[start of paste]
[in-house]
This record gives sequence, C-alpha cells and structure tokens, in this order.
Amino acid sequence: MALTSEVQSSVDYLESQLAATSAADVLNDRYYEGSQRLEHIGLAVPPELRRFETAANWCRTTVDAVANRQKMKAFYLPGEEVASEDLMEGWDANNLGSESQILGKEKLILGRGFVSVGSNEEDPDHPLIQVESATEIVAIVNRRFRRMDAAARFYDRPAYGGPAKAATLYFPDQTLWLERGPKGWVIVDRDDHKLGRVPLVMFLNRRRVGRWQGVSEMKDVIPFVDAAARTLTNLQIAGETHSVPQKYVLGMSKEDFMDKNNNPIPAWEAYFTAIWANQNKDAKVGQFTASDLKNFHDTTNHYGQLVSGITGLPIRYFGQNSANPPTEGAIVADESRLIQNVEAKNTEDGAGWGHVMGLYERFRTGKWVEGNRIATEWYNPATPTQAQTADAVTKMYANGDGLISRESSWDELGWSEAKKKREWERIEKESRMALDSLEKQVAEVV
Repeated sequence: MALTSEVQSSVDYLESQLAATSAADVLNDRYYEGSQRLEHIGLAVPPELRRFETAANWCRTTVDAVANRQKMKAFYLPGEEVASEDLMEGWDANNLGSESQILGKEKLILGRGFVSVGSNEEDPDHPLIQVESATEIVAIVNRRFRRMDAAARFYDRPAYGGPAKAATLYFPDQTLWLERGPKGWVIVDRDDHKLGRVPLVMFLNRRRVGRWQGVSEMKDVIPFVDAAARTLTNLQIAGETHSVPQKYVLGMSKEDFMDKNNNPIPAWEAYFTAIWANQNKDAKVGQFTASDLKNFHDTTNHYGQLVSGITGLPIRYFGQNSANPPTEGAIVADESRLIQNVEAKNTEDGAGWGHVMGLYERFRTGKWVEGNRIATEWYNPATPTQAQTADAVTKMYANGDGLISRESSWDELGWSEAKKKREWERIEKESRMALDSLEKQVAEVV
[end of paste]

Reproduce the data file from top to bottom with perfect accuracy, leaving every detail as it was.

[in-house]
This record gives sequence, C-alpha cells and structure tokens, in this order.
Amino acid sequence: MALTSEVQSSVDYLESQLAATSAADVLNDRYYEGSQRLEHIGLAVPPELRRFETAANWCRTTVDAVANRQKMKAFYLPGEEVASEDLMEGWDANNLGSESQILGKEKLILGRGFVSVGSNEEDPDHPLIQVESATEIVAIVNRRFRRMDAAARFYDRPAYGGPAKAATLYFPDQTLWLERGPKGWVIVDRDDHKLGRVPLVMFLNRRRVGRWQGVSEMKDVIPFVDAAARTLTNLQIAGETHSVPQKYVLGMSKEDFMDKNNNPIPAWEAYFTAIWANQNKDAKVGQFTASDLKNFHDTTNHYGQLVSGITGLPIRYFGQNSANPPTEGAIVADESRLIQNVEAKNTEDGAGWGHVMGLYERFRTGKWVEGNRIATEWYNPATPTQAQTADAVTKMYANGDGLISRESSWDELGWSEAKKKREWERIEKESRMALDSLEKQVAEVV
Repeated sequence: MALTSEVQSSVDYLESQLAATSAADVLNDRYYEGSQRLEHIGLAVPPELRRFETAANWCRTTVDAVANRQKMKAFYLPGEEVASEDLMEGWDANNLGSESQILGKEKLILGRGFVSVGSNEEDPDHPLIQVESATEIVAIVNRRFRRMDAAARFYDRPAYGGPAKAATLYFPDQTLWLERGPKGWVIVDRDDHKLGRVPLVMFLNRRRVGRWQGVSEMKDVIPFVDAAARTLTNLQIAGETHSVPQKYVLGMSKEDFMDKNNNPIPAWEAYFTAIWANQNKDAKVGQFTASDLKNFHDTTNHYGQLVSGITGLPIRYFGQNSANPPTEGAIVADESRLIQNVEAKNTEDGAGWGHVMGLYERFRTGKWVEGNRIATEWYNPATPTQAQTADAVTKMYANGDGLISRESSWDELGWSEAKKKREWERIEKESRMALDSLEKQVAEVV